Disease-avoidant behaviour and its consequences

Daria Kouznetsova, Richard J. Stevenson, Megan J. Oaten, Trevor I. Case

    Research output: Contribution to journalArticlepeer-review

    14 Citations (Scopus)


    Medical conditions that are non-contagious, but that appear contagious, seem to result in the sufferer being avoided. Error management theory (EMT), suggests that such false alarms occur because the cost of infection poses a greater threat to ones fitness than avoidance. Study 1 attempted to demonstrate a disease-related false alarm effect by asking participants, to evaluate a series of vignettes, featuring people with infectious diseases, noninfectious diseases that looked infectious and non-infectious diseases that did not. Judgements of contracting infection under varying levels of contact, and desire to avoid were obtained. Consistent with EMT, a false alarm effect was evident. Study 2 examined the importance of the face as a key indicator of real and apparent infection, by determining whether facial symptoms result in a greater desire to avoid people with infectious and noninfectious diseases. Consistent with expectation, participants reported a greater desire to avoid people with facially displayed symptoms. Together, these results support the idea that humans have evolved a general tendency to avoid individuals with disease signs, especially if displayed upon the face. One consequence is that where a facially displayed disease sign persists, even if known to be benign, its bearer will experience chronic avoidance.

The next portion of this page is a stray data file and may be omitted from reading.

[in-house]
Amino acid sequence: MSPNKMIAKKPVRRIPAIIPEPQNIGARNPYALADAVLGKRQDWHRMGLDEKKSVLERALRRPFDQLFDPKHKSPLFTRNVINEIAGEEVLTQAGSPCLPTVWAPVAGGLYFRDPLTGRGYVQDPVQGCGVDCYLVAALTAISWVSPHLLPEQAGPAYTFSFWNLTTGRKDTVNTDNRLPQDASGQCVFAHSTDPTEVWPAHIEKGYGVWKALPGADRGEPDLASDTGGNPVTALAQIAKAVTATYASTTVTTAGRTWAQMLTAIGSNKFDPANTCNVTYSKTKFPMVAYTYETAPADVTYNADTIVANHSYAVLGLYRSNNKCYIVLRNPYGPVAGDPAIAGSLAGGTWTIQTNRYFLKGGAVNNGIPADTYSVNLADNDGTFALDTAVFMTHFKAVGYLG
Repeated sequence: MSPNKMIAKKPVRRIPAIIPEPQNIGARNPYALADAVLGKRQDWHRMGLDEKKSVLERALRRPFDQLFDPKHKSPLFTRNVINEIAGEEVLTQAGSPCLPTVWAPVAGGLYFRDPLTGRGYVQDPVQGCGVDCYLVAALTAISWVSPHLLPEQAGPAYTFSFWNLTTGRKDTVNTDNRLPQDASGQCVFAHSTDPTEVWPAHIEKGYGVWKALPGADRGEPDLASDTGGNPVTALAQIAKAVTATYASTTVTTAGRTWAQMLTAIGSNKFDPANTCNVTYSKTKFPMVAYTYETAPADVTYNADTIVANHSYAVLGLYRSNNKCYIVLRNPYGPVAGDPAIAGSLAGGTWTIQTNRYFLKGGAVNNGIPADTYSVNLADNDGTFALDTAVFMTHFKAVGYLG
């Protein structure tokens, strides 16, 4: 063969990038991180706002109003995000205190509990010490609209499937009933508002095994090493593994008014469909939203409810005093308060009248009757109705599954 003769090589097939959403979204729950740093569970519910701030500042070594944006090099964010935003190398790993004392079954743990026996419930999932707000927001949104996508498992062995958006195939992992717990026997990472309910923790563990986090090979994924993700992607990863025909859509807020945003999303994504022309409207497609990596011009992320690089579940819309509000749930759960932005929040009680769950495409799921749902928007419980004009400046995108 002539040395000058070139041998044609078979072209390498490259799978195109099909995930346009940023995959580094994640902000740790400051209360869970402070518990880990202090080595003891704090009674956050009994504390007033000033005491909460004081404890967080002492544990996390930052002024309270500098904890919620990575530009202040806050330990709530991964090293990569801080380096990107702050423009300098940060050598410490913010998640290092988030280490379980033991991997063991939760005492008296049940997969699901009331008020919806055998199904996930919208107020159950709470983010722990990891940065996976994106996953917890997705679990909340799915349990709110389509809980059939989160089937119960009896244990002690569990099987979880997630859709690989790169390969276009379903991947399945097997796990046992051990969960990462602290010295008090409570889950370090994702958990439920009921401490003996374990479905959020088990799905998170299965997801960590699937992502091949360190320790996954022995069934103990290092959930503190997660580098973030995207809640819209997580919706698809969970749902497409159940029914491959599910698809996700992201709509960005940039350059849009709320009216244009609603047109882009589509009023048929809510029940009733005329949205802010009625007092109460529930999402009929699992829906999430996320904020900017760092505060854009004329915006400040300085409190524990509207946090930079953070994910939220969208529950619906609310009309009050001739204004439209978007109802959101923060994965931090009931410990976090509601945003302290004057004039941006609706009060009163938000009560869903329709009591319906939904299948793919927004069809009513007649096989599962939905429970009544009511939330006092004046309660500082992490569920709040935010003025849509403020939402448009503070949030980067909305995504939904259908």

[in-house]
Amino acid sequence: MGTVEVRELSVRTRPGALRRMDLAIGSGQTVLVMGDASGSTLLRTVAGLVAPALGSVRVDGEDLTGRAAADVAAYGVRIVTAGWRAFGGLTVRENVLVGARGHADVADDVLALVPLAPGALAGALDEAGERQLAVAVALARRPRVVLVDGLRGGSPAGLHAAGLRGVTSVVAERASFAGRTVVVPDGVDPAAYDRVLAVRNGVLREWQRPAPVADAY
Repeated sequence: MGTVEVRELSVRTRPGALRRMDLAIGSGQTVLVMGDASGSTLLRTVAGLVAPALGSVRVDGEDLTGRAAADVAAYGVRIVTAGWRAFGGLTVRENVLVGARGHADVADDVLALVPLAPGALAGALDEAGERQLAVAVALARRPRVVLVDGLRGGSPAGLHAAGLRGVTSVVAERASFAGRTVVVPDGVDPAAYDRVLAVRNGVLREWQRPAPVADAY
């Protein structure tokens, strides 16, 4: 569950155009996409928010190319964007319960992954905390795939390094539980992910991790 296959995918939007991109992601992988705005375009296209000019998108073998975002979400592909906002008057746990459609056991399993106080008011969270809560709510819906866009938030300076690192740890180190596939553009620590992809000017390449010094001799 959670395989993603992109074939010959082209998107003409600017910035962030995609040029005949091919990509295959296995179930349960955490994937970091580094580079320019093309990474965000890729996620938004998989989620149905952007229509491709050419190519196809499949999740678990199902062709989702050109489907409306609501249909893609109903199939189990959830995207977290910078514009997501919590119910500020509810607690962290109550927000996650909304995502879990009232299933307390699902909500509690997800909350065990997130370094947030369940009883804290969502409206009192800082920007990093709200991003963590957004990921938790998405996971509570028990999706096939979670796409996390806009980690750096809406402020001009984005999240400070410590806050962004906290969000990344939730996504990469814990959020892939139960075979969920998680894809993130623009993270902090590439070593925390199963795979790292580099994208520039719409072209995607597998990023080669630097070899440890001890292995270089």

Original languageEnglish
    Pages (from-to)491-506
    Number of pages16
    JournalPsychology and Health
    Issue number4
    Publication statusPublished - Apr 2012


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